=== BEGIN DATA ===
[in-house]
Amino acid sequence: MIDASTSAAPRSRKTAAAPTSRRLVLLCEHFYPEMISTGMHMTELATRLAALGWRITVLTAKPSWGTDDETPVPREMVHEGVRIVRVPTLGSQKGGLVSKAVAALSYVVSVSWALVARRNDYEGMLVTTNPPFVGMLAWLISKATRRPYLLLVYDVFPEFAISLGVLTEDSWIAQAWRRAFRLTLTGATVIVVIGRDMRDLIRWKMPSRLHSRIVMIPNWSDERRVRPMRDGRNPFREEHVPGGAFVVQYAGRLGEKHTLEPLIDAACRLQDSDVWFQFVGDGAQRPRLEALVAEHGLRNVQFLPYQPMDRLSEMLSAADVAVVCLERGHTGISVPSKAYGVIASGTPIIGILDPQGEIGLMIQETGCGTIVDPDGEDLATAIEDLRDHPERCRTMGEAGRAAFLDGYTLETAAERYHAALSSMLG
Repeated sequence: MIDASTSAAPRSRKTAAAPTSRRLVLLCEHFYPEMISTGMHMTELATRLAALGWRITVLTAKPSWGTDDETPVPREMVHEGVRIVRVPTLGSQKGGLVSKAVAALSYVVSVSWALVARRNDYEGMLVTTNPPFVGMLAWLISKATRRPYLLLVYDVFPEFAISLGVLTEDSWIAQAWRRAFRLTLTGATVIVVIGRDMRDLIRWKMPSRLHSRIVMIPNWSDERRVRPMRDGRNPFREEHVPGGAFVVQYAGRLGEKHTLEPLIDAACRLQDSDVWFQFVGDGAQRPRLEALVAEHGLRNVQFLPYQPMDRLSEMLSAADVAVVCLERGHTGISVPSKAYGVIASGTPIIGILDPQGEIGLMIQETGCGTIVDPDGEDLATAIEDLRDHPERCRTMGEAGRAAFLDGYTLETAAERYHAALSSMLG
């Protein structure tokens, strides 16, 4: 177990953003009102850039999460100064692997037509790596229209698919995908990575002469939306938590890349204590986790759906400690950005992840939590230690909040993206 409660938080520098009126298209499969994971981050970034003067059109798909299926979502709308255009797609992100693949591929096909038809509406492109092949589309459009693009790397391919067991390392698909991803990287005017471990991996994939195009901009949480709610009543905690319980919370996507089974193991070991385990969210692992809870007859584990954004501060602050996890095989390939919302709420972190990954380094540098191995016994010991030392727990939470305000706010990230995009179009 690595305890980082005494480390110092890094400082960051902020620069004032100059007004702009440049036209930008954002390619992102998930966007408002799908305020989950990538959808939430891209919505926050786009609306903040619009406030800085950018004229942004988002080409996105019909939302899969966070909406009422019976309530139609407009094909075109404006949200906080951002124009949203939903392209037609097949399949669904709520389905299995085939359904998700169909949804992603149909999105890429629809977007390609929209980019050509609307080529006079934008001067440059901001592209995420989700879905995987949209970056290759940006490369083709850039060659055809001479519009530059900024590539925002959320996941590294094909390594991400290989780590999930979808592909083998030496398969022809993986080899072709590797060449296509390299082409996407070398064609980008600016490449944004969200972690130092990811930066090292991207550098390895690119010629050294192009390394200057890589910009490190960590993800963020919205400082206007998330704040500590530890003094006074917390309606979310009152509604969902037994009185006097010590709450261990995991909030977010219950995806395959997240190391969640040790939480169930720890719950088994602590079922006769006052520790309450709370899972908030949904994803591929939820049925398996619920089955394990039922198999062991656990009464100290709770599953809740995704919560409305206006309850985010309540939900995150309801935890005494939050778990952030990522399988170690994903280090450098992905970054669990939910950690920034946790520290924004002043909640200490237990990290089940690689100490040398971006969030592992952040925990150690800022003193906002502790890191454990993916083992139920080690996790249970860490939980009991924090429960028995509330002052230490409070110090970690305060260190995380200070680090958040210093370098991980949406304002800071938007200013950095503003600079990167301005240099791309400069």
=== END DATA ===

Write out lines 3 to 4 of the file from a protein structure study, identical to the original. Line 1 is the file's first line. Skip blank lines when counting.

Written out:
Repeated sequence: MIDASTSAAPRSRKTAAAPTSRRLVLLCEHFYPEMISTGMHMTELATRLAALGWRITVLTAKPSWGTDDETPVPREMVHEGVRIVRVPTLGSQKGGLVSKAVAALSYVVSVSWALVARRNDYEGMLVTTNPPFVGMLAWLISKATRRPYLLLVYDVFPEFAISLGVLTEDSWIAQAWRRAFRLTLTGATVIVVIGRDMRDLIRWKMPSRLHSRIVMIPNWSDERRVRPMRDGRNPFREEHVPGGAFVVQYAGRLGEKHTLEPLIDAACRLQDSDVWFQFVGDGAQRPRLEALVAEHGLRNVQFLPYQPMDRLSEMLSAADVAVVCLERGHTGISVPSKAYGVIASGTPIIGILDPQGEIGLMIQETGCGTIVDPDGEDLATAIEDLRDHPERCRTMGEAGRAAFLDGYTLETAAERYHAALSSMLG
């Protein structure tokens, strides 16, 4: 177990953003009102850039999460100064692997037509790596229209698919995908990575002469939306938590890349204590986790759906400690950005992840939590230690909040993206 409660938080520098009126298209499969994971981050970034003067059109798909299926979502709308255009797609992100693949591929096909038809509406492109092949589309459009693009790397391919067991390392698909991803990287005017471990991996994939195009901009949480709610009543905690319980919370996507089974193991070991385990969210692992809870007859584990954004501060602050996890095989390939919302709420972190990954380094540098191995016994010991030392727990939470305000706010990230995009179009 690595305890980082005494480390110092890094400082960051902020620069004032100059007004702009440049036209930008954002390619992102998930966007408002799908305020989950990538959808939430891209919505926050786009609306903040619009406030800085950018004229942004988002080409996105019909939302899969966070909406009422019976309530139609407009094909075109404006949200906080951002124009949203939903392209037609097949399949669904709520389905299995085939359904998700169909949804992603149909999105890429629809977007390609929209980019050509609307080529006079934008001067440059901001592209995420989700879905995987949209970056290759940006490369083709850039060659055809001479519009530059900024590539925002959320996941590294094909390594991400290989780590999930979808592909083998030496398969022809993986080899072709590797060449296509390299082409996407070398064609980008600016490449944004969200972690130092990811930066090292991207550098390895690119010629050294192009390394200057890589910009490190960590993800963020919205400082206007998330704040500590530890003094006074917390309606979310009152509604969902037994009185006097010590709450261990995991909030977010219950995806395959997240190391969640040790939480169930720890719950088994602590079922006769006052520790309450709370899972908030949904994803591929939820049925398996619920089955394990039922198999062991656990009464100290709770599953809740995704919560409305206006309850985010309540939900995150309801935890005494939050778990952030990522399988170690994903280090450098992905970054669990939910950690920034946790520290924004002043909640200490237990990290089940690689100490040398971006969030592992952040925990150690800022003193906002502790890191454990993916083992139920080690996790249970860490939980009991924090429960028995509330002052230490409070110090970690305060260190995380200070680090958040210093370098991980949406304002800071938007200013950095503003600079990167301005240099791309400069």